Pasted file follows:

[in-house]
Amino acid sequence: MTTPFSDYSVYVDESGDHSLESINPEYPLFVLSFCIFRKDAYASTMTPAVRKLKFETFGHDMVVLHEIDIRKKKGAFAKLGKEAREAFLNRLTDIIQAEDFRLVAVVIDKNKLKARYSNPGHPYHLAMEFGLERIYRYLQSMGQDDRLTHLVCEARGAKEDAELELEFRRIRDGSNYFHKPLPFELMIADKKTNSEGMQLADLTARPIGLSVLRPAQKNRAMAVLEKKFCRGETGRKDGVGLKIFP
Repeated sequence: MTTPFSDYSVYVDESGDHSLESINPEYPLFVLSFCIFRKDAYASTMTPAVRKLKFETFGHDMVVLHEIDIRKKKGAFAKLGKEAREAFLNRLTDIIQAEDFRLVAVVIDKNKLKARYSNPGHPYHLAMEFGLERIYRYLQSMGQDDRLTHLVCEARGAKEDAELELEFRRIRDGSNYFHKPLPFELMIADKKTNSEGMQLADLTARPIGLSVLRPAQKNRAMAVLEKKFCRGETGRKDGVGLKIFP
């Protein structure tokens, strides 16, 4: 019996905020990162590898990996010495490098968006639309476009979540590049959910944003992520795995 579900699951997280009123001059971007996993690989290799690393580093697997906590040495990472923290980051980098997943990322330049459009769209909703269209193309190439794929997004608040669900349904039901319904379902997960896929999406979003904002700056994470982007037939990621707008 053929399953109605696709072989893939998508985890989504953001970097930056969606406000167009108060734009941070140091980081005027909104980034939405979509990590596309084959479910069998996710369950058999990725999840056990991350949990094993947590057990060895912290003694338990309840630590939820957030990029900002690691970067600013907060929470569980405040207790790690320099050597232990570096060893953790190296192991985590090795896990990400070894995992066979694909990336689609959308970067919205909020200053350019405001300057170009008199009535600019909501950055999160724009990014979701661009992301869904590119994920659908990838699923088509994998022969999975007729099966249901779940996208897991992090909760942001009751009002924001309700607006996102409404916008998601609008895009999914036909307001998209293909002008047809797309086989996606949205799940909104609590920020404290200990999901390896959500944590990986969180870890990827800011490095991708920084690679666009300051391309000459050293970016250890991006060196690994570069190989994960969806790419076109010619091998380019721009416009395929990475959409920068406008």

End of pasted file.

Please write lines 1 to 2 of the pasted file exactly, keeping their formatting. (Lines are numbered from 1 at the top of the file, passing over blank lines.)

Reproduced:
[in-house]
Amino acid sequence: MTTPFSDYSVYVDESGDHSLESINPEYPLFVLSFCIFRKDAYASTMTPAVRKLKFETFGHDMVVLHEIDIRKKKGAFAKLGKEAREAFLNRLTDIIQAEDFRLVAVVIDKNKLKARYSNPGHPYHLAMEFGLERIYRYLQSMGQDDRLTHLVCEARGAKEDAELELEFRRIRDGSNYFHKPLPFELMIADKKTNSEGMQLADLTARPIGLSVLRPAQKNRAMAVLEKKFCRGETGRKDGVGLKIFP